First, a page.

The company cites slow user adoption as the reason for its decision. Google will continue to support Wave through the end of the year, at which point the product will be phased out.
Honestly the slow rate of adoption didn’t really surprise me as Wave was virtually unknown to anyone outside the tech industry. It’s quite reminiscent of many open source endeavours, a solid product with great vision but not entirely meant for widespread adoption. The reason that email, IM and now services like Twitter have taken off is arguably their simplicity and wide appeal. Wave on the other hand had little familiarity with non-tech users and struggled to bring them on board. Additionally it barely managed to garner the press attention required to gain the critical mass of users to make it a viable means of communication. Unfortunately that was the beginning of the end for the Wave product and Google has finally decided to put it out to pasture.
That’s not to say that all the work on Wave is for naught. While it was quite ambitious to think that Wave could replace Google Docs and some of Google’s other web services the augmentations that it provided will eventually make their way into those services. The underlying server technology will more than likely be open sourced, leading to the possibility that some keen developers might make the Wave idea into a viable product some day. There’s also the possibility that some of Wave’s innovations will work their way into Google’s other services as well, providing more features and hopefully more opportunities for real time integration with third party services.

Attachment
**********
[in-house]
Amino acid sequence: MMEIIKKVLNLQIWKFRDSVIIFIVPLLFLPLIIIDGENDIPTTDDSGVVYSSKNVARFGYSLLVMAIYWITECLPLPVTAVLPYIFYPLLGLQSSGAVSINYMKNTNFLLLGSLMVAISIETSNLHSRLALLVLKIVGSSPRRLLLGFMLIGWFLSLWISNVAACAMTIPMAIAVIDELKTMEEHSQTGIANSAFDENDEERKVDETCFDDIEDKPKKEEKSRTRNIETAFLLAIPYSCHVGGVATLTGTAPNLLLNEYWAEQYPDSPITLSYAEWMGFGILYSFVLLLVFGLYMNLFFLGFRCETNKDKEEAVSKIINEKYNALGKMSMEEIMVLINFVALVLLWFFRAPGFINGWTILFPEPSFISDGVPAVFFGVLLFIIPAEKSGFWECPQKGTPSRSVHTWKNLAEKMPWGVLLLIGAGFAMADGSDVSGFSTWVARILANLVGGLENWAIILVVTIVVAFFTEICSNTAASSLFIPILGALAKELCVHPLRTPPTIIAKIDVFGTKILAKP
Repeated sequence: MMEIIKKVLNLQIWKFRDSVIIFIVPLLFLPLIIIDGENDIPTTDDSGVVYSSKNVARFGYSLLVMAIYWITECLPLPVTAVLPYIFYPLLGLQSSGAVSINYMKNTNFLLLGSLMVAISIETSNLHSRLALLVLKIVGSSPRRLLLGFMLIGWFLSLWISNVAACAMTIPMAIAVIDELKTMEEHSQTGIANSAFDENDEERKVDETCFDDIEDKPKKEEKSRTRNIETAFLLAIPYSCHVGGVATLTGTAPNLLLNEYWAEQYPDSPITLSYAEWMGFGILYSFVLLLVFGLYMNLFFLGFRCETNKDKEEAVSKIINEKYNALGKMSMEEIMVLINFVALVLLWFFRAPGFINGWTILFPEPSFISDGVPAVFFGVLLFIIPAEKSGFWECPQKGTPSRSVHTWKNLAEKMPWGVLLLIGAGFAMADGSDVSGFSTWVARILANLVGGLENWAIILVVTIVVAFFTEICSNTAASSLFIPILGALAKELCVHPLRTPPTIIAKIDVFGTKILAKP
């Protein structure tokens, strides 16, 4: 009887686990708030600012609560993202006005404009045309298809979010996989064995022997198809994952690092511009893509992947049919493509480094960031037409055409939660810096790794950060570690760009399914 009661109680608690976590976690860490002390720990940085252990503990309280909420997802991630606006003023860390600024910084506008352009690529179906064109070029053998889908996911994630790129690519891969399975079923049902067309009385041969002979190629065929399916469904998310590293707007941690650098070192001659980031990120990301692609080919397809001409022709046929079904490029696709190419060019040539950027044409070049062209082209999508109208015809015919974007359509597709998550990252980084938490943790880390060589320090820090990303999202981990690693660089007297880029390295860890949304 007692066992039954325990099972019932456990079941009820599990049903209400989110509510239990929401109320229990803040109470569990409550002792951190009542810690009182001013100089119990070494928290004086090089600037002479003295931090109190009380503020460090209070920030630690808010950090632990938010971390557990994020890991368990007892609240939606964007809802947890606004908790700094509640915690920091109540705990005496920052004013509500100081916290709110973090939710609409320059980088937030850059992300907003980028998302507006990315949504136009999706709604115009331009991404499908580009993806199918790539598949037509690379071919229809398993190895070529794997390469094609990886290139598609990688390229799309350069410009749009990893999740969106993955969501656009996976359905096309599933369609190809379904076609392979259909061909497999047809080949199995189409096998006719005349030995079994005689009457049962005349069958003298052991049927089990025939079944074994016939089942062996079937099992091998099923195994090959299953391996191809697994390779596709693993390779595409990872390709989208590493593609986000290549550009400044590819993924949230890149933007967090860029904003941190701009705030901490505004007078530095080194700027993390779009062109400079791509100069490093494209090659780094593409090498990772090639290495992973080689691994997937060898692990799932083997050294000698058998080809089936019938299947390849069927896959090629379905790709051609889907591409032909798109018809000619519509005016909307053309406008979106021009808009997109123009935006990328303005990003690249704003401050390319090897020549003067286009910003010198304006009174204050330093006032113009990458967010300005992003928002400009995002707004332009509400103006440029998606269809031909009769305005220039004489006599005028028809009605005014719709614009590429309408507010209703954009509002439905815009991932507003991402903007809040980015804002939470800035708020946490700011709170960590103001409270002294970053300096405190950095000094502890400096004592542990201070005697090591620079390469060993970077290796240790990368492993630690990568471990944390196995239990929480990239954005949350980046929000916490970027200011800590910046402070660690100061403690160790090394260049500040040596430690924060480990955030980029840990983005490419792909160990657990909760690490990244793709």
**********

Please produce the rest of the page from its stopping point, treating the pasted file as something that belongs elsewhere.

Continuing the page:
Trying to rethink certain paradigms is always fraught with risk, especially ones as ingrained as the way we communicate on the web. Whilst it was a noble idea to reinvent email as if it was designed today the fact of the matter is that email and the other traditional forms of electronic communication work and replacing them outright is fighting several decades of incumbency. As with all great innovations though we will see Wave’s influence in many of Google’s future products and whilst it’s not the communication revolution I once said it would be we will still be using Wave for years to come, even if we don’t realise it.
So a couple days ago I caught wind of yet another upcoming Google service called Buzz. On the surface it looked like another attempt to crack into that oh-so-lucrative area of social networking (remember Orkut? Still big in Brazil and India apparently) but with a slight twist, it was going to appear in Gmail. Initially I wrote this off since I don’t use the Gmail interface very often, I’m more of an Outlook kind of guy, but when I logged in this morning and was invited to give Buzz a go I thought I might as well give it the once over to see if there would be any value in switching across.
So the integration into Gmail is pretty seamless, its just another folder on the web interface. With Gmail attracting some 150 million users every month (Less than half of Facebook, FYI) that means they have a good amount of eyes on their product already. Still it will be interesting to see the conversion rates from regular Gmail users to Buzz as the welcome screen lets you opt out completely with one click. There’s really no bells and whistles on the landing page for Buzz either so you’re not going to have to duck and weave your way through a new UI to get Buzzing. Overall you could be mistaken for thinking that Buzz was just a strangely named email folder with an icon.